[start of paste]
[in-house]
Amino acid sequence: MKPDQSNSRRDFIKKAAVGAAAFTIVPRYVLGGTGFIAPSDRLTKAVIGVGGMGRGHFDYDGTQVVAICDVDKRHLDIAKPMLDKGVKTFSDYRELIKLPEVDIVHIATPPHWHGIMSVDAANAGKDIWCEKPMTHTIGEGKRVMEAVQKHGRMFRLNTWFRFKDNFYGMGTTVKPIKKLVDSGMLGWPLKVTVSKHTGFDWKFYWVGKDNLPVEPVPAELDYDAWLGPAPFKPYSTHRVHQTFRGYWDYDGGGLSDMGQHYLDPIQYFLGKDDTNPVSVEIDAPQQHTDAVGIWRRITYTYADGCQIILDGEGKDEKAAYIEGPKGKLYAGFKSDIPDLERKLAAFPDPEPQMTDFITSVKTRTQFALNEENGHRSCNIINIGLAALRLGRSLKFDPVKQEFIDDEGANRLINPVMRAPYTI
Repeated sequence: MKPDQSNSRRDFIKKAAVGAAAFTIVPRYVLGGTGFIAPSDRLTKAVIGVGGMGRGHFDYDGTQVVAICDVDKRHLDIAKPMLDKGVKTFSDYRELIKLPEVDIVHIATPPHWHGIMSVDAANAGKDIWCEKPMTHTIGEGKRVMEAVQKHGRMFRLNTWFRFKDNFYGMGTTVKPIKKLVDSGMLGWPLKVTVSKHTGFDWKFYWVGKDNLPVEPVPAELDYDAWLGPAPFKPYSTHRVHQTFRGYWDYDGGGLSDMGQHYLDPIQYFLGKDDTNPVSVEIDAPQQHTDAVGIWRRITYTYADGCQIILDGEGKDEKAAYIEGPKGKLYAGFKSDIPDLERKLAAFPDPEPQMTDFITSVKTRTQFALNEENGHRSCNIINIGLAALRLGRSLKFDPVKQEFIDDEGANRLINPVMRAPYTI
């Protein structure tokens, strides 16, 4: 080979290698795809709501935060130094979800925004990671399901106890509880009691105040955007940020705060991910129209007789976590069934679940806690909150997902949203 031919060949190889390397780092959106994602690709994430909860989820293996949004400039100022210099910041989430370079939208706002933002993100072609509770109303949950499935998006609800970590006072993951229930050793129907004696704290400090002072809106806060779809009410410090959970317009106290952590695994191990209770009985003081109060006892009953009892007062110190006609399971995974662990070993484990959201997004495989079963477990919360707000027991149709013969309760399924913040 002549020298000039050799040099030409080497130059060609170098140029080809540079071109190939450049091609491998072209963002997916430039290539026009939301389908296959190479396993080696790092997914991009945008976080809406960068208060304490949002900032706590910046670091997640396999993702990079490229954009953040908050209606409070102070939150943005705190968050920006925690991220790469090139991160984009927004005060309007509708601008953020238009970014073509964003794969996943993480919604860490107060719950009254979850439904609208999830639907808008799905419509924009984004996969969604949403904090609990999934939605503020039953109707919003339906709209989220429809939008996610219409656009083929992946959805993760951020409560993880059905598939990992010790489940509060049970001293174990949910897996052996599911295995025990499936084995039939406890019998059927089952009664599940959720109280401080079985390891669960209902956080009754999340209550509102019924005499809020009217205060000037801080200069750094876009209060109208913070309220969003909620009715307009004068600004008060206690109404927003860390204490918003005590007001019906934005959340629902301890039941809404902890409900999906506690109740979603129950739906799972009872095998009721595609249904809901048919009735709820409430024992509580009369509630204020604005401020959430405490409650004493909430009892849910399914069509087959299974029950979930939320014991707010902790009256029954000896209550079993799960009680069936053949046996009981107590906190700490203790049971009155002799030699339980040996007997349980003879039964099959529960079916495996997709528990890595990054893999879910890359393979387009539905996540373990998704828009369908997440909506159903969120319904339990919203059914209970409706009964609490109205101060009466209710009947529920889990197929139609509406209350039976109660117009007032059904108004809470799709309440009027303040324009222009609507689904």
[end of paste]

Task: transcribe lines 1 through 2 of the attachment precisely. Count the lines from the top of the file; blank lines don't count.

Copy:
[in-house]
Amino acid sequence: MKPDQSNSRRDFIKKAAVGAAAFTIVPRYVLGGTGFIAPSDRLTKAVIGVGGMGRGHFDYDGTQVVAICDVDKRHLDIAKPMLDKGVKTFSDYRELIKLPEVDIVHIATPPHWHGIMSVDAANAGKDIWCEKPMTHTIGEGKRVMEAVQKHGRMFRLNTWFRFKDNFYGMGTTVKPIKKLVDSGMLGWPLKVTVSKHTGFDWKFYWVGKDNLPVEPVPAELDYDAWLGPAPFKPYSTHRVHQTFRGYWDYDGGGLSDMGQHYLDPIQYFLGKDDTNPVSVEIDAPQQHTDAVGIWRRITYTYADGCQIILDGEGKDEKAAYIEGPKGKLYAGFKSDIPDLERKLAAFPDPEPQMTDFITSVKTRTQFALNEENGHRSCNIINIGLAALRLGRSLKFDPVKQEFIDDEGANRLINPVMRAPYTI